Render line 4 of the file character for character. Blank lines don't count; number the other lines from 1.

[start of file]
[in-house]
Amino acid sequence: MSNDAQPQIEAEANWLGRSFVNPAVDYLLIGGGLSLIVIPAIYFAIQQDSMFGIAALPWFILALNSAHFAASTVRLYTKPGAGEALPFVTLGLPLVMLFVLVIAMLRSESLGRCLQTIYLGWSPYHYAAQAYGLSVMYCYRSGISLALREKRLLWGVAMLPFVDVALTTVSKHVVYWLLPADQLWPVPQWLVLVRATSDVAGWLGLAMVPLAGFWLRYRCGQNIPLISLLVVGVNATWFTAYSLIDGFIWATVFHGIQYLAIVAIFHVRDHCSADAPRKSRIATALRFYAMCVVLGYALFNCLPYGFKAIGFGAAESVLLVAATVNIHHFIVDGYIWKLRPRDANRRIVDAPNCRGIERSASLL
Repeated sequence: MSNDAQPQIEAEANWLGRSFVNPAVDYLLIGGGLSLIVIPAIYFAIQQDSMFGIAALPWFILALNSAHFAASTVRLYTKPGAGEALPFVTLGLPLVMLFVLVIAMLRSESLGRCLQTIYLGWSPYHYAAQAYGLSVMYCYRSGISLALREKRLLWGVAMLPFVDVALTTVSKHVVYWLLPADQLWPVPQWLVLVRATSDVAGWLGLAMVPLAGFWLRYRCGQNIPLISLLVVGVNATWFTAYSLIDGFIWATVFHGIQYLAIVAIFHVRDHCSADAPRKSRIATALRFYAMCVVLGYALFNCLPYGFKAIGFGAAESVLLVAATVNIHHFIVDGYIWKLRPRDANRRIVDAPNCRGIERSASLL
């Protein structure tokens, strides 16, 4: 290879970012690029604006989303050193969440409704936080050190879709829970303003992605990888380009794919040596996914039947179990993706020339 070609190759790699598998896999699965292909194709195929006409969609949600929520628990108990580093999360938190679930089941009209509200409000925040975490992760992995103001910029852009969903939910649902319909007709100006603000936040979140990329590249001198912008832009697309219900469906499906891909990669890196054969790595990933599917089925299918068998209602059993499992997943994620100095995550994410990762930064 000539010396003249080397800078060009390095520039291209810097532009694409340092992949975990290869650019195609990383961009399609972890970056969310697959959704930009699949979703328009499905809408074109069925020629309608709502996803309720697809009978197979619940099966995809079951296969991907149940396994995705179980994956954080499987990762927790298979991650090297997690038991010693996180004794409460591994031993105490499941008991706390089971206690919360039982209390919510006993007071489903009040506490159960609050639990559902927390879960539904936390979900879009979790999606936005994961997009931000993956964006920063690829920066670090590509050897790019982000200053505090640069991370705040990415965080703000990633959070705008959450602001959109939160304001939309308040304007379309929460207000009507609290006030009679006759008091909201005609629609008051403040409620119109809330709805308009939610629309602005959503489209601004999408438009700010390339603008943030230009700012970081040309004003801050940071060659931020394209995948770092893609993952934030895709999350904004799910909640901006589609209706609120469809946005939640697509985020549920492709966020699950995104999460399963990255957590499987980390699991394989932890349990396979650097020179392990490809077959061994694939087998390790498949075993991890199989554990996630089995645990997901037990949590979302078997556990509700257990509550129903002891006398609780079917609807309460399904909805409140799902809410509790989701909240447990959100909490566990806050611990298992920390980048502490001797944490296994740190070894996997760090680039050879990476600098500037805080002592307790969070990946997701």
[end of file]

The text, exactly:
């Protein structure tokens, strides 16, 4: 290879970012690029604006989303050193969440409704936080050190879709829970303003992605990888380009794919040596996914039947179990993706020339 070609190759790699598998896999699965292909194709195929006409969609949600929520628990108990580093999360938190679930089941009209509200409000925040975490992760992995103001910029852009969903939910649902319909007709100006603000936040979140990329590249001198912008832009697309219900469906499906891909990669890196054969790595990933599917089925299918068998209602059993499992997943994620100095995550994410990762930064 000539010396003249080397800078060009390095520039291209810097532009694409340092992949975990290869650019195609990383961009399609972890970056969310697959959704930009699949979703328009499905809408074109069925020629309608709502996803309720697809009978197979619940099966995809079951296969991907149940396994995705179980994956954080499987990762927790298979991650090297997690038991010693996180004794409460591994031993105490499941008991706390089971206690919360039982209390919510006993007071489903009040506490159960609050639990559902927390879960539904936390979900879009979790999606936005994961997009931000993956964006920063690829920066670090590509050897790019982000200053505090640069991370705040990415965080703000990633959070705008959450602001959109939160304001939309308040304007379309929460207000009507609290006030009679006759008091909201005609629609008051403040409620119109809330709805308009939610629309602005959503489209601004999408438009700010390339603008943030230009700012970081040309004003801050940071060659931020394209995948770092893609993952934030895709999350904004799910909640901006589609209706609120469809946005939640697509985020549920492709966020699950995104999460399963990255957590499987980390699991394989932890349990396979650097020179392990490809077959061994694939087998390790498949075993991890199989554990996630089995645990997901037990949590979302078997556990509700257990509550129903002891006398609780079917609807309460399904909805409140799902809410509790989701909240447990959100909490566990806050611990298992920390980048502490001797944490296994740190070894996997760090680039050879990476600098500037805080002592307790969070990946997701």